WIGAN Council is set to delve deep into its pockets cutting reserves by around 85 per cent, finance bosses have predicted. The move will see £63m invested into various projects across the borough, representing a drastic change in policy regarding back-up funds.
Revealed in a committee report, finance chief Paul McKevitt has told councillors the town hall will reduce its general reserves from £74m to £11m “in the next few years.” Council bosses have in recent years highlighted the impact of cuts to local government from Westminster which has meant more than £100m of savings will have to be found by the end of this austerity period. But they have also had to fend off constant criticism from opposition councillors about their approach to savings and the amount they have kept in reserve.
By being able to use these council reserves it leaves us with a much better proposition to be able to fund transformation projects without the need for costly loansPaul McKevitt
Paul McKevitt, deputy chief executive of Wigan Council, said: “There are a variety of different reserve budgets which will go towards funding a number of schemes including apprenticeship programmes, confident futures programme, World War One commemorations, 20mph scheme, The Deal for the Community and Armed Forces Hub.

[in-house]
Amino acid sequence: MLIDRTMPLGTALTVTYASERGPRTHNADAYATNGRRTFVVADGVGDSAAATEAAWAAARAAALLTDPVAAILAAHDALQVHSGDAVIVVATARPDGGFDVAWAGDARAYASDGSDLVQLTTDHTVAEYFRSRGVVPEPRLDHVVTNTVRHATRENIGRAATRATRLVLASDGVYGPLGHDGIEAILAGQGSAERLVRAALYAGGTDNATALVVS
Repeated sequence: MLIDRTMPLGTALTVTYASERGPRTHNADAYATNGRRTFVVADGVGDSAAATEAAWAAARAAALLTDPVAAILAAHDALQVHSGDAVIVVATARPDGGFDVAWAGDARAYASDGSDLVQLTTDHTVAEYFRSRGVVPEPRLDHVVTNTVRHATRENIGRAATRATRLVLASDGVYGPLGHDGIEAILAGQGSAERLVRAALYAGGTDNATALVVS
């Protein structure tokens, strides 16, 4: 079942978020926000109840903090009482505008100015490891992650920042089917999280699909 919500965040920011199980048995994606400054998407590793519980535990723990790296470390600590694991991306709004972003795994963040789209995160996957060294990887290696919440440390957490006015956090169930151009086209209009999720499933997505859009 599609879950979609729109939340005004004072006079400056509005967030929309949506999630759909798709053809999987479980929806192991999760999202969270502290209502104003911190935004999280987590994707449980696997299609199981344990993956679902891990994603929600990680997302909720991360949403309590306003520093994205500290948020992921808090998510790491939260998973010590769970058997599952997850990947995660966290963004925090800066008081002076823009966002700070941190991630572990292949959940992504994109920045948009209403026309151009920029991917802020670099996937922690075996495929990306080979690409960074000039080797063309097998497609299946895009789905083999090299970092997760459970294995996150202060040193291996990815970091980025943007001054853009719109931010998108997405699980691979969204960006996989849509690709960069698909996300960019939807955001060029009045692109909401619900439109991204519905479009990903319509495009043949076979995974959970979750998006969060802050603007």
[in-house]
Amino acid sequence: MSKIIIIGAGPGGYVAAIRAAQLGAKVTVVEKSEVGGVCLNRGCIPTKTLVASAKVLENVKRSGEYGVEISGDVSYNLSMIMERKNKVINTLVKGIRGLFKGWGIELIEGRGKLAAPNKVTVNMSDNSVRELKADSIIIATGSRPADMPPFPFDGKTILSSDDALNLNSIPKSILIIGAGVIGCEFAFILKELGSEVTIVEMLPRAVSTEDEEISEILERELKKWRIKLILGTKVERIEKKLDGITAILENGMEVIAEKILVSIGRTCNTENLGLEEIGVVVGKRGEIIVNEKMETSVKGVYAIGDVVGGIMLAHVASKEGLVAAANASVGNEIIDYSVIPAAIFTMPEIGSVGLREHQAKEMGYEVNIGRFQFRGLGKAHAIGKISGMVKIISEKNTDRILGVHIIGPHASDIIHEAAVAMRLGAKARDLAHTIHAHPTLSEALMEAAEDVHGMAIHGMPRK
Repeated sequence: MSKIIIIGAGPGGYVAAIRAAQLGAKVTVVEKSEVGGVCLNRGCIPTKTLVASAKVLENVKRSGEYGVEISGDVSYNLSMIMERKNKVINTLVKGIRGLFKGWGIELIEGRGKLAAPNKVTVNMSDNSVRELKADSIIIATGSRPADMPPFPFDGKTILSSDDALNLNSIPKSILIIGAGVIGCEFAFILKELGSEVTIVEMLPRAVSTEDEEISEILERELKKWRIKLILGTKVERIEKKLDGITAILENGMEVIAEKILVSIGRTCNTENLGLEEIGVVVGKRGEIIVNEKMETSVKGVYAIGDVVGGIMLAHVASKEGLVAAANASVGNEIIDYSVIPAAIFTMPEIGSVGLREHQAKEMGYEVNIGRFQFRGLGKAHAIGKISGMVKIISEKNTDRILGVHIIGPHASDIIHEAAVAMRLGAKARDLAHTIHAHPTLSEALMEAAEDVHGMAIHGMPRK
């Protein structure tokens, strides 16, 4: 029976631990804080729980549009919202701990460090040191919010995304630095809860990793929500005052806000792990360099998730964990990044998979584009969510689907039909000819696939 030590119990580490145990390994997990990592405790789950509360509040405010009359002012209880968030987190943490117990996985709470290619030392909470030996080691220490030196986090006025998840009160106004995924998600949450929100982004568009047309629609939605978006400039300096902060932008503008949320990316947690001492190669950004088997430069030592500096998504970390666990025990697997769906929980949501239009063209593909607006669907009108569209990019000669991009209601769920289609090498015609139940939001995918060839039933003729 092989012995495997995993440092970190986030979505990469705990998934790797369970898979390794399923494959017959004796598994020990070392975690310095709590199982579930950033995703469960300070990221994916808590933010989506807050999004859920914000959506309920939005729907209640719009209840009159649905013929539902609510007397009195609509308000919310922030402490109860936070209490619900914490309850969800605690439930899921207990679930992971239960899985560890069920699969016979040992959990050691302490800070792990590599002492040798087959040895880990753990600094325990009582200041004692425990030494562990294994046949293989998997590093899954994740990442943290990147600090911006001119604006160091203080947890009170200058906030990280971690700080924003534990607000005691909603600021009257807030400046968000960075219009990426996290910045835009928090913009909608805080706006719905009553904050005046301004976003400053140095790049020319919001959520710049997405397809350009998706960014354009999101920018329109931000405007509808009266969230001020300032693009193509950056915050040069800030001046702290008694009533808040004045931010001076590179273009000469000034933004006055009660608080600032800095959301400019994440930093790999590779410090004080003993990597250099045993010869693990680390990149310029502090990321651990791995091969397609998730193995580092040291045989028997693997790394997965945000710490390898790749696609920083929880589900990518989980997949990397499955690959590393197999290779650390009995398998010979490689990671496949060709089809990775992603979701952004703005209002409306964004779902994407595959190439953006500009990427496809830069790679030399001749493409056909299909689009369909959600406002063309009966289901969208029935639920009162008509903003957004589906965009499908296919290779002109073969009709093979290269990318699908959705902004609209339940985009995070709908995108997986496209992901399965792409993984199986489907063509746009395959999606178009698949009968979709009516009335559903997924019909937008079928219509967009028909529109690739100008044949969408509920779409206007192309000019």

“There are also reserves held for joint projects with Wigan Clinical Commissioning Group such as the investment to reduce emergency hospital admissions. Much of the other reserves will be spent in improving facilities across the borough.
“By being able to use these council reserves it leaves us with a much better proposition to be able to fund transformation projects without the need for costly loans.”
Despite already finding around £80m in savings since the austerity period began, the council’s reserve fund has remained around the £70m to £80m mark with some councillors claiming it to have topped £100m.
The change of policy by the Labour controlled town hall to reduce the fund comes after the Conservatives secured an election win in May, with no mention of the investment at meetings earlier in the year.
Former leader of the opposition on the council, Gary Wilkes had earlier in the year criticised the town hall’s new budget for the amount held up in reserves.
In a committee report, strategic finance manager Tony Clarke said: “As the council had made difficult decisions in terms of savings early on, it had been able to place some savings within the council’s reserves for use in delivering the council’s transformation agenda.
“It was anticipated that the level of reserves would drop to approximately £11mover the next few years.”